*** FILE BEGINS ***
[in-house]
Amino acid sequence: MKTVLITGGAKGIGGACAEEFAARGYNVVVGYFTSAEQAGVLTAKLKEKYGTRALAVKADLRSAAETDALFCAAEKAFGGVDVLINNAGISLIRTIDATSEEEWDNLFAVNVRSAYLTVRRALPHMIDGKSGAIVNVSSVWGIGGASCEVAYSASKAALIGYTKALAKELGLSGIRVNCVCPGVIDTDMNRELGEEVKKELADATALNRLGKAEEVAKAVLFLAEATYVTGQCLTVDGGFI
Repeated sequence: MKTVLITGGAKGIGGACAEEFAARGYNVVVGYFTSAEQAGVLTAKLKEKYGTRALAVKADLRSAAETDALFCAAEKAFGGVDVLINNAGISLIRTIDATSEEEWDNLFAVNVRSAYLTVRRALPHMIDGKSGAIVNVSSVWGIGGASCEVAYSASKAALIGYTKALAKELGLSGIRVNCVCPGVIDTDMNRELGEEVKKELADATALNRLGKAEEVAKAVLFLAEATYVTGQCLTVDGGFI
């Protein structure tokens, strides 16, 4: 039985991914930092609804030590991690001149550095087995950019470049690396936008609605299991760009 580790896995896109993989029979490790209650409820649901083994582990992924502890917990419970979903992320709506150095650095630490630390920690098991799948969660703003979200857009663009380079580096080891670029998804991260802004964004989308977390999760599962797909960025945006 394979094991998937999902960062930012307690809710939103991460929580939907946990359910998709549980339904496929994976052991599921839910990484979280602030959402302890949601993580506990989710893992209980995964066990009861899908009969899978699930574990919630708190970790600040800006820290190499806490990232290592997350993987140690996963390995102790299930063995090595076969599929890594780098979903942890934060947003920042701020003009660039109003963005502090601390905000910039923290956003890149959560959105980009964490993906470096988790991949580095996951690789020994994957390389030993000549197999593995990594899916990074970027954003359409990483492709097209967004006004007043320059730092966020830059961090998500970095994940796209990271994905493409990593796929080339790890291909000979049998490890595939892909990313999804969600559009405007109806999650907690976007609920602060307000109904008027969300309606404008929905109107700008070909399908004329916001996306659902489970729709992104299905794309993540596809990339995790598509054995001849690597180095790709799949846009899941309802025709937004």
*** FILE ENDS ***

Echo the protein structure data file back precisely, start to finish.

[in-house]
Amino acid sequence: MKTVLITGGAKGIGGACAEEFAARGYNVVVGYFTSAEQAGVLTAKLKEKYGTRALAVKADLRSAAETDALFCAAEKAFGGVDVLINNAGISLIRTIDATSEEEWDNLFAVNVRSAYLTVRRALPHMIDGKSGAIVNVSSVWGIGGASCEVAYSASKAALIGYTKALAKELGLSGIRVNCVCPGVIDTDMNRELGEEVKKELADATALNRLGKAEEVAKAVLFLAEATYVTGQCLTVDGGFI
Repeated sequence: MKTVLITGGAKGIGGACAEEFAARGYNVVVGYFTSAEQAGVLTAKLKEKYGTRALAVKADLRSAAETDALFCAAEKAFGGVDVLINNAGISLIRTIDATSEEEWDNLFAVNVRSAYLTVRRALPHMIDGKSGAIVNVSSVWGIGGASCEVAYSASKAALIGYTKALAKELGLSGIRVNCVCPGVIDTDMNRELGEEVKKELADATALNRLGKAEEVAKAVLFLAEATYVTGQCLTVDGGFI
């Protein structure tokens, strides 16, 4: 039985991914930092609804030590991690001149550095087995950019470049690396936008609605299991760009 580790896995896109993989029979490790209650409820649901083994582990992924502890917990419970979903992320709506150095650095630490630390920690098991799948969660703003979200857009663009380079580096080891670029998804991260802004964004989308977390999760599962797909960025945006 394979094991998937999902960062930012307690809710939103991460929580939907946990359910998709549980339904496929994976052991599921839910990484979280602030959402302890949601993580506990989710893992209980995964066990009861899908009969899978699930574990919630708190970790600040800006820290190499806490990232290592997350993987140690996963390995102790299930063995090595076969599929890594780098979903942890934060947003920042701020003009660039109003963005502090601390905000910039923290956003890149959560959105980009964490993906470096988790991949580095996951690789020994994957390389030993000549197999593995990594899916990074970027954003359409990483492709097209967004006004007043320059730092966020830059961090998500970095994940796209990271994905493409990593796929080339790890291909000979049998490890595939892909990313999804969600559009405007109806999650907690976007609920602060307000109904008027969300309606404008929905109107700008070909399908004329916001996306659902489970729709992104299905794309993540596809990339995790598509054995001849690597180095790709799949846009899941309802025709937004």